461 days of loving more, 32 days of loving more year 2
I guess you could say I am kind of a superstitious person. I always avoided cracks when I was a kid, you know, so I didn’t break my mother’s back. And um, okay, I can’t think of any other superstitions that I followed growing up. But now that I am a mom, well, I can list a thousand superstitions. Here are my top four:
1) If the baby is sleeping through the night or even well – you don’t say anything, period. My mother-in-law still doesn’t get this. She calls and always asks, “and how are the kids sleeping?” I literally close my mouth and hum until she gets it and changes the subject. I just don’t want my night’s rest to be jinxed, ya know?
2) If your kids haven’t had the stomach bug or a runny nose for weeks – you don’t say anything, period. My husband didn’t get this until the great Stomach Bug Disaster of February 2012. We were at Friendly’s one night and he so bravely announced: “You know, we are so lucky we haven’t ever had the stomach bug hit our house.” I kid you not, less than ninety minutes later #2 started decorating the cream rug with macaroni and cheese. #1 followed and then #3. And yes, they each passed it back and forth to each other. For two weeks. Eh hem. Like I said, you just don’t talk about not having the stomach bug!
3) If your kids are playing nicely and you are actually able to sit back and enjoy the moment – you don’t say anything, period. My mother still doesn’t get this. Okay, none of our family gets this. Simply stated, with four boys six and a half an under, if there is ever a moment like this it is beyond impossible, no, it is impossible to not jump for joy and do a boogey dance. And without fail, the boogey dance generally inspires one son to join in and then in the process he elbows his brother in the face and he starts yelling and then his brother follows suit and the last one starts crying because it is too loud. Like I said, you just don’t say anything if there is peace, you just enjoy it. Silently. To yourself. As long as the minute lasts (okay, or two minutes!)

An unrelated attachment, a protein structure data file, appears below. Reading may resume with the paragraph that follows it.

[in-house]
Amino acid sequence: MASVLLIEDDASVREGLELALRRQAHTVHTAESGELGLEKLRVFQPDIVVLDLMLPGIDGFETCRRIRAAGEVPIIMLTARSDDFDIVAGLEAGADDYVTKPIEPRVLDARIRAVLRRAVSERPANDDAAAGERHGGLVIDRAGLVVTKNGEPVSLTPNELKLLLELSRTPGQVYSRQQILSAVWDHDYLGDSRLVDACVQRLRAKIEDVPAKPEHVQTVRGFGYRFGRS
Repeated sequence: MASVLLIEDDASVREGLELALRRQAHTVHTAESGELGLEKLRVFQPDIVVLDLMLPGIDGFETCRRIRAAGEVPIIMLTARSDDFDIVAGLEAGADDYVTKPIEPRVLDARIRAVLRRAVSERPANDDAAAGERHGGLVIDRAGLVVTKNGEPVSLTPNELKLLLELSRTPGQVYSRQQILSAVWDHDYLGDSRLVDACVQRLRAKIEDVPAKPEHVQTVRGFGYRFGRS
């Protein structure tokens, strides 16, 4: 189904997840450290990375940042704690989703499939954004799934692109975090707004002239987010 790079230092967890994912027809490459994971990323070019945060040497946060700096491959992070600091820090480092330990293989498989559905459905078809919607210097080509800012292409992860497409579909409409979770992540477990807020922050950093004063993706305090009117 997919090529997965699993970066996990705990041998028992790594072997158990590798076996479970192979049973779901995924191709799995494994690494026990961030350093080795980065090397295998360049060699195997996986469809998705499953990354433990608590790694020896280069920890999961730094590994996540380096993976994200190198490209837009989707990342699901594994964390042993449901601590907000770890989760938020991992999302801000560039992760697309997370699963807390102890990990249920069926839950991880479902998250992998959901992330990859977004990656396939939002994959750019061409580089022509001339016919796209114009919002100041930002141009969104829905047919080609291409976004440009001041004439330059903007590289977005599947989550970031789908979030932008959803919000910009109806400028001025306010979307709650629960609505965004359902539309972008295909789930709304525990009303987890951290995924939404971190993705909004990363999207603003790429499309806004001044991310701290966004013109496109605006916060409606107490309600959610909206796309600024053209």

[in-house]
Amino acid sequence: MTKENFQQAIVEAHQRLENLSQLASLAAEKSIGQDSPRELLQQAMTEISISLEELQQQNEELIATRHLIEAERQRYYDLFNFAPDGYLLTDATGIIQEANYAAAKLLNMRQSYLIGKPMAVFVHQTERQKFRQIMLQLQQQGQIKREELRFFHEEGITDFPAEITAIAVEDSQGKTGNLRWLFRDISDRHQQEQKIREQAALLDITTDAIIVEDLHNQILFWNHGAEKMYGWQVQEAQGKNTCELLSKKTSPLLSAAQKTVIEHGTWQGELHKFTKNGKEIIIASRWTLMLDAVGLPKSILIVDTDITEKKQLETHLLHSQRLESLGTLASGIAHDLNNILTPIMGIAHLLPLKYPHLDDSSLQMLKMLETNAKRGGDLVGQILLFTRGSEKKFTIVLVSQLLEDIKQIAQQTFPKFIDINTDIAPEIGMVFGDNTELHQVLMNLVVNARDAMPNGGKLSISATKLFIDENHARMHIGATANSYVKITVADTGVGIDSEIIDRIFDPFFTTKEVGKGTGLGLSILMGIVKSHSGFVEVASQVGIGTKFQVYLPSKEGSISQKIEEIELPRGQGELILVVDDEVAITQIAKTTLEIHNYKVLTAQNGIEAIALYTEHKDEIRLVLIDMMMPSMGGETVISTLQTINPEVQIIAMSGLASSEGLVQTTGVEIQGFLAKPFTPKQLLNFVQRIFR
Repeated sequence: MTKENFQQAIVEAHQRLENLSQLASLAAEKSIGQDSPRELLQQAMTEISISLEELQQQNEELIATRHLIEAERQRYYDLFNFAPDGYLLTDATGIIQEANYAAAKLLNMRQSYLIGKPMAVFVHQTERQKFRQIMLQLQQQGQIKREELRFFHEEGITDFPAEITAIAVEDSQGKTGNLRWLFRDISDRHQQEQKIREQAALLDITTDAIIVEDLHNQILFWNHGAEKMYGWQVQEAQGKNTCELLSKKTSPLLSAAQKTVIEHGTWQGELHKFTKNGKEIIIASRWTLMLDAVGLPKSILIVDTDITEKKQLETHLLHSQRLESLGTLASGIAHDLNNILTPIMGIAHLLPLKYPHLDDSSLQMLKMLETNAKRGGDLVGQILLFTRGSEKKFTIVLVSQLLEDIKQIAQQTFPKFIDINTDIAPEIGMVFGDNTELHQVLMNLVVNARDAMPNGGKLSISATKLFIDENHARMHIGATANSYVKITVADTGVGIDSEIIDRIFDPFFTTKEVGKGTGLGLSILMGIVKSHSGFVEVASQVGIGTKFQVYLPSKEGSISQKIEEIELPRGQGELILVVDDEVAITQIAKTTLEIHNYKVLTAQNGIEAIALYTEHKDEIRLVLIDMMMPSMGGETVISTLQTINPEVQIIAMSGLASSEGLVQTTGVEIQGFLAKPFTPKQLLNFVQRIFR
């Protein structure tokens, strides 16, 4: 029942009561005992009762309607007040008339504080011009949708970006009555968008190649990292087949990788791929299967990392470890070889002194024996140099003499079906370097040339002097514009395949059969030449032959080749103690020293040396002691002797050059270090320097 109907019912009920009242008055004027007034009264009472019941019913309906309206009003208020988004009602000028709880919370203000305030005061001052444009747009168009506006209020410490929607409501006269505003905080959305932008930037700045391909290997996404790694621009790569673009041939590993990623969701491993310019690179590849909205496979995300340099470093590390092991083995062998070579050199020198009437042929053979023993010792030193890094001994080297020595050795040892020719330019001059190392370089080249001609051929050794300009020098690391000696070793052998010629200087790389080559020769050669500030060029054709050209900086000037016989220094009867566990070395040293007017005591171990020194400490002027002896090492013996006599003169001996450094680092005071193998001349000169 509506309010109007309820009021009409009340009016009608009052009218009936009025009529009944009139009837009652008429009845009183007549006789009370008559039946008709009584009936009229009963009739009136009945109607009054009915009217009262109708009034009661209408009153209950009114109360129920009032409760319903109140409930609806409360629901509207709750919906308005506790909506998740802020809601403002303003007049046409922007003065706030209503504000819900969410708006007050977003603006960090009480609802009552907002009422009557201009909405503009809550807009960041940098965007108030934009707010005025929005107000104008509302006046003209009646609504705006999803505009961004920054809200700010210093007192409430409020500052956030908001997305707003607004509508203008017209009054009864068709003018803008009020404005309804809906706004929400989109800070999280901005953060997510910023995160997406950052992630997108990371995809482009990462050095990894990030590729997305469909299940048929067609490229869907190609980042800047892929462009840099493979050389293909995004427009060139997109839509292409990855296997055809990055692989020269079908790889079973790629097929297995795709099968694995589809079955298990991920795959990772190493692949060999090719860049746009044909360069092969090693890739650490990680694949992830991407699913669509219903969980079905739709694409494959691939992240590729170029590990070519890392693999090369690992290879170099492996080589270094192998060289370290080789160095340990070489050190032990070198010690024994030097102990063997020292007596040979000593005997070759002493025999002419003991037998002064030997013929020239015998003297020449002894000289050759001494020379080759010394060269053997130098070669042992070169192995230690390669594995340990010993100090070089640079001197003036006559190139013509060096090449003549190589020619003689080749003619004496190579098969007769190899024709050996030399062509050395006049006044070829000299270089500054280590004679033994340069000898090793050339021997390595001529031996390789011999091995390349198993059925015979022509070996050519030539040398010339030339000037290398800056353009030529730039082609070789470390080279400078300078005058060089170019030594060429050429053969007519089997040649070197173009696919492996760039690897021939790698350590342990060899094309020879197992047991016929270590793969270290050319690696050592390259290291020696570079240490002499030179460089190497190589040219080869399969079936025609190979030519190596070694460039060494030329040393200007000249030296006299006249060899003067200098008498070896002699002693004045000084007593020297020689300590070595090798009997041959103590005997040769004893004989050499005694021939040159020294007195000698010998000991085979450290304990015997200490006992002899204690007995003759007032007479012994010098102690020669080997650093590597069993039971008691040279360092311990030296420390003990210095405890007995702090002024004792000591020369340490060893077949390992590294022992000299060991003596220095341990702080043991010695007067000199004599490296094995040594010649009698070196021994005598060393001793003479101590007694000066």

4) If bedtime is going smoothly – you don’t say anything, period. I forgot this one tonight. Big time. Bedtime was going so smoothly for a Monday night that I couldn’t resist but think to myself “You are rocking it Orange Rhino.” Um, mistake! Tonight’s bedtime story totally made me think that superstitions’ are indeed real. (Yes, I know that they kind of aren’t real and that crazy bedtimes can just happen, but still….) Anywho, I can say one thing that I do know for certain to be real: not yelling can lead to great moments.
Putting four kids to bed by myself is always a challenge. Pre-Orange Rhino days, I used to come out of bedtime with sweaty palms and a heart wiped from racing, sometimes from loving but more often than not, from yelling. I used to rush, rush, rush bedtimes and it made it so miserable for all involved. I used to yell “Brush your teeth! Get dressed! Hurry up!” all too frequently and it truly made bedtime go longer. Tonight though, as I chased my naked 21 month old down the hall to coral him back towards the bath, and then reached out with my free arm to swoop up my 3 ½ year old trying to escape, I smiled and thought to myself ever so smugly, “You know, I feel flustered but I am staying calm. I am not yelling. I got this bedtime in the bag. You know tonight, I will post ‘How I Survive Bedtime’ because right now I am encapsulating that post.”